The road ahead may soon lead to a digital driver's license on your mobile phone.
The printed plastic driver's license has been a standard for decades, acting not just as proof that you can drive but as an ID to verify your age and identity. Getting issued a license is a rite of passage for many a teenager. The license has a status that transcends mere motoring.
Now, just as concert tickets, airline boarding passes, Starbucks loyalty cards and even your wallet are migrating onto your smartphone, your driver's license seems headed down the same route.
"The world is changing, and a lot of transactions and activities that people do are now done in digital formats," said Mike Williams, chief of communications for the Department of Motor Vehicles in Delaware. "You can do so much with your smartphone. You can pay at the gas pump. You can go to the grocery store. You don't even need a debit card sometimes anymore. So this is just a movement in that direction."
Delaware is among several US states -- including the bellwether of California -- considering digital driver's licenses, and prototypes will go into pilot tests in some places this year. If those tests go well, the first smattering of virtual licenses could be offered to the public as early as 2016.
The digital version would resemble your printed license, with the same information, including your name, address and date of birth, along with a photo. And just as your printed license contains a scannable barcode so machines can read the information, so too would the digital version.
Your digital driver's license would also be more than just a static image of your regular driver's license. Instead, it would be a full-fledged mobile app with security protection and potentially real-time data downloaded directly from your state's Department of Motor Vehicles.
But for all the convenience that would offer, hazard lights are flashing for some critics. Do you want to hand your smartphone to a police officer if you get pulled over? If the officer can look at your license, what else would be accessible, and what would be off-limits?
"We have a number of serious, unresolved concerns about how the use of the smartphone as a driver's license may implicate privacy rights," said Rita Bettis, legal director for the ACLU of Iowa. "These include the rights to be free from unreasonable searches and seizures of one's phone and its contents during traffic stops."
There are technical issues, too, on the law enforcement side. "For example," Bettis said, "as a practical matter, our understanding is that the system that troopers use in their patrol cars isn't easily compatible with the driver's licenses."
That system is known as Tracs (Traffic and Criminal Software program), which the police use to complete reports, manage incidents and file charges, according to Paul Steier, director of the Bureau of Investigation and Identity Protection for the Iowa Department of Transportation. At a traffic stop, the barcode on a physical driver's license can be scanned into Tracs.
"We will be working to test integrating the digital license technology for Tracs use," Steier said. "Since the barcode is the main source today for Tracs we will continue using the barcode on the digital driver's license, which will also be used by retailers." Other methods will be tried as well, he said. "For example, can an officer use their own smartphone to validate and read the digital driver's license from the subject's smart phone, then transmit that into Tracs?"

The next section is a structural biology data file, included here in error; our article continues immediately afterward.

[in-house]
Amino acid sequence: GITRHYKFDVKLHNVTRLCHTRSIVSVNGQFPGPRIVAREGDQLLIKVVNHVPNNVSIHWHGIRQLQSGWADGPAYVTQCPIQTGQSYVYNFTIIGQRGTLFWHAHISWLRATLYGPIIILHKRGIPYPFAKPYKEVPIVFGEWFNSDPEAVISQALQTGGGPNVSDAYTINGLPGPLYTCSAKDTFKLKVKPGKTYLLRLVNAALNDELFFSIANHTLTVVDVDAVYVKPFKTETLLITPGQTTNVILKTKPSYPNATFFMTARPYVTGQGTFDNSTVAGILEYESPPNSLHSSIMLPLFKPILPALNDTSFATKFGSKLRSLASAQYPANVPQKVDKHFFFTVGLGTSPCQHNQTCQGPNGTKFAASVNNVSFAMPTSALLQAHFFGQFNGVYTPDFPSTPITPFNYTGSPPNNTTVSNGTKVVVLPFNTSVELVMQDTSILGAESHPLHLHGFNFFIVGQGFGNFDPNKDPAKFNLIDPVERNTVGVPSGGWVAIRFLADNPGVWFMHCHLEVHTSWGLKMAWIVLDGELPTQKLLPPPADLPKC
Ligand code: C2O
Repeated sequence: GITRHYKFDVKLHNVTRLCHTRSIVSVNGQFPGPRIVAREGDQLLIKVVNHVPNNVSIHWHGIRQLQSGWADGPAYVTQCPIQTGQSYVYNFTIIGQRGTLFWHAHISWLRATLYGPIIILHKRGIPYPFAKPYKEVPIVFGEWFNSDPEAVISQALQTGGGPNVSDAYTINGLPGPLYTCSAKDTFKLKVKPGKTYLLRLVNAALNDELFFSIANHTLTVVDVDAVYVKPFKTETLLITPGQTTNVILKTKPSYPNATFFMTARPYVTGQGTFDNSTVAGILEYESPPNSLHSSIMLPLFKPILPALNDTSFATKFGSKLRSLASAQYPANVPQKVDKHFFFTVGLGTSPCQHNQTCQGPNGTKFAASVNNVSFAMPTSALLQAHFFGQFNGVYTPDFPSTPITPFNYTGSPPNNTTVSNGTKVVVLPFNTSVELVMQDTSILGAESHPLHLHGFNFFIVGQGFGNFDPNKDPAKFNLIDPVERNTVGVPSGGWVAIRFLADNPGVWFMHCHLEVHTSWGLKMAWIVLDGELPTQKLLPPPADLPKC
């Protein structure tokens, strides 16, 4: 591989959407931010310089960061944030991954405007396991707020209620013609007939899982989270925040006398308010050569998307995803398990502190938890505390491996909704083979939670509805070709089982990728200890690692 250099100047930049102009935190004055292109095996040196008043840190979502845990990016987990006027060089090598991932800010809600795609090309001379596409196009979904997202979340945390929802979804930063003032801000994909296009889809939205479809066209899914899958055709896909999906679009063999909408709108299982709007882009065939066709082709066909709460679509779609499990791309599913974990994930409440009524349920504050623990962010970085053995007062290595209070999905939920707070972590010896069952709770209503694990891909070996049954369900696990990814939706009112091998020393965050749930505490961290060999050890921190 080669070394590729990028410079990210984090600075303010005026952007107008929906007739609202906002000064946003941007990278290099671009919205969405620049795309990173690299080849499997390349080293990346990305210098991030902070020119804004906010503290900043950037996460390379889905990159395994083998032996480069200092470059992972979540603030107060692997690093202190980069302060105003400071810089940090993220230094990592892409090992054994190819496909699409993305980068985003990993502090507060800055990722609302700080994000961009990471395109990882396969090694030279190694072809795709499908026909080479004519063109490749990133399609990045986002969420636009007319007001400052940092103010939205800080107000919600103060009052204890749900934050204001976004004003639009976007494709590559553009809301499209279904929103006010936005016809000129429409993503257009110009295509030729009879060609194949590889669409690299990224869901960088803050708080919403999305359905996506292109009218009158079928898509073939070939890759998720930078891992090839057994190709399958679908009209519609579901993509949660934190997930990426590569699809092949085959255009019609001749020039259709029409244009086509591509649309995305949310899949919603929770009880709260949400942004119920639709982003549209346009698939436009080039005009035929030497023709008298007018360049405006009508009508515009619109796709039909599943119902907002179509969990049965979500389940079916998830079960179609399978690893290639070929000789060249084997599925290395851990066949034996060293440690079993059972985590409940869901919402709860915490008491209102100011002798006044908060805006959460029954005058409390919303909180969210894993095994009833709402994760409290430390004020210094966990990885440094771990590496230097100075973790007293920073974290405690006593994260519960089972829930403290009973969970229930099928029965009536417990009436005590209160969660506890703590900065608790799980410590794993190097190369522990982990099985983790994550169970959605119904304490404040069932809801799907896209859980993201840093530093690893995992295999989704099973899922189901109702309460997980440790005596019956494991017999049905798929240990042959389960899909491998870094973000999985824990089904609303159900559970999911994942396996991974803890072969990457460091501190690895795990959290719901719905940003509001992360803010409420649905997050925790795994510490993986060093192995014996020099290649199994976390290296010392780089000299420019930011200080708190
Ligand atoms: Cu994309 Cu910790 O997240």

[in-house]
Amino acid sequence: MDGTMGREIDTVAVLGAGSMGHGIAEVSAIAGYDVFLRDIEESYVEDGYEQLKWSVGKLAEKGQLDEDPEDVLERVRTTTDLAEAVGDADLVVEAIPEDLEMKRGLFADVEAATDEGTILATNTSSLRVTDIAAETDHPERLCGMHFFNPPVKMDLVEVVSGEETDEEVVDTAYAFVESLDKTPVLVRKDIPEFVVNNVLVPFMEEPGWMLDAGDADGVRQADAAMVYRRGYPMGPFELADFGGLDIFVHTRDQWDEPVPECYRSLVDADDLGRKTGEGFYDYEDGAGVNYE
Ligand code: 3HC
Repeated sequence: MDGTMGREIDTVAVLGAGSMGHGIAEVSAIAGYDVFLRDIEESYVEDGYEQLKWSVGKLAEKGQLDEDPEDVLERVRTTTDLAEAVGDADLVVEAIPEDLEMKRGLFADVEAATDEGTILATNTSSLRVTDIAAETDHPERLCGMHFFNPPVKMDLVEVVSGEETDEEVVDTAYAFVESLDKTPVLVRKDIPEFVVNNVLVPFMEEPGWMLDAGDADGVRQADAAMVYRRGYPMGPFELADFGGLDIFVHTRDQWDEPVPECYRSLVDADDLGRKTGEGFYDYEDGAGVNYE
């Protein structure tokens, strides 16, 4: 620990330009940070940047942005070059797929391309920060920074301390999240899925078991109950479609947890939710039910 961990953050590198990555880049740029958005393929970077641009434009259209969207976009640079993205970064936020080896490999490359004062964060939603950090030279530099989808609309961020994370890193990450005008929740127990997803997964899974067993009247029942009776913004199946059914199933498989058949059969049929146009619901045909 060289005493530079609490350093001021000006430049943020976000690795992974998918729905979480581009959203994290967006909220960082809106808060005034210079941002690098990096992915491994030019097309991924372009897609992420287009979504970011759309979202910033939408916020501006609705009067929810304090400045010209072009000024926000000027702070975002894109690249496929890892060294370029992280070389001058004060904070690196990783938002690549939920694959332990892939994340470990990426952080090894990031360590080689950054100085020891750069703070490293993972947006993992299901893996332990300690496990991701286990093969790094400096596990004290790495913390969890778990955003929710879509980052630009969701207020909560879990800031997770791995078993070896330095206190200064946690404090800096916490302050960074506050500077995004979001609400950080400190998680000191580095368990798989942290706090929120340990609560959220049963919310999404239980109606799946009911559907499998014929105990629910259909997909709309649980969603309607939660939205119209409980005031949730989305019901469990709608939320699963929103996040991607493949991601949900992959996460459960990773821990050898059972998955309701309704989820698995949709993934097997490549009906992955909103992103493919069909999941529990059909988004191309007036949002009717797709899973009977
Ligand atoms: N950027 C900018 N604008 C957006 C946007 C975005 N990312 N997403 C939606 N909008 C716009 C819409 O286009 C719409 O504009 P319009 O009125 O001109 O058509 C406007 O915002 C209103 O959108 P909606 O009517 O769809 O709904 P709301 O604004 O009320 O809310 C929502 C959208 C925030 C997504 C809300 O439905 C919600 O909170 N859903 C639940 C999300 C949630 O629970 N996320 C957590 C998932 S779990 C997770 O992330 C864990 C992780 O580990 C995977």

As those issues get worked out, the adoption of digital driver's licenses is bound to move in fits and starts.
Universal acceptance of an electronic version of your license is something that's likely to take years. The states that issue such licenses would need to spread the word among businesses, law enforcement agencies and other parties that digital driver's licenses are legitimate identity documents. Even then, though, you're bound to run into restaurants, bars and other businesses that will question the validity of a driver's license on your smartphone.
A digital version wouldn't replace your regular license right away, then, but would instead be a complement to it.
What's in the works
In January, the Delaware House of Representatives passed a resolution asking the DMV there "to study and consider issuing optional digital driver's licenses for Delaware motorists." A pilot program is in the works for this year in which DMV employees would try out carrying and using digital licenses.
A similar pilot program will kick off this year in Iowa that would also tap DMV employees and their smartphones to serve as test subjects. Local businesses and retailers would be in on the pilot.
In California, San Fernando Valley Assemblyman Matt Dababneh in February introduced a bill that would let the DMV develop a smartphone app for a digital driver's license. Other states looking into the technology include Arizona and New Jersey.
A software development company called MorphoTrust is working toward a digital driver's license app and is collaborating with Iowa and Delaware on their pilot programs. It already provides driver's licensing systems to the DMVs in 42 states, and began thinking about digital versions of the driver's license a couple of years ago.
"What we began to hear is that, wouldn't it be great if I could carry my driver's license on my mobile phone," said Jenny Openshaw, vice president of state and local sales for the Billerica, Mass., company.
Overseas, the Australian state ofa move to digital driver's licenses.
The pilot in Iowa is set to start within the next 90 to 120 days, according to Openshaw. Though it's unknown exactly how long the pilot will last, she expects to have some meaningful results back by the end of the summer or early fall. The pilot would test the downloading and rendering of the digital driver's license on mobile devices and how the DMV would update the license with changes of address and other adjustments.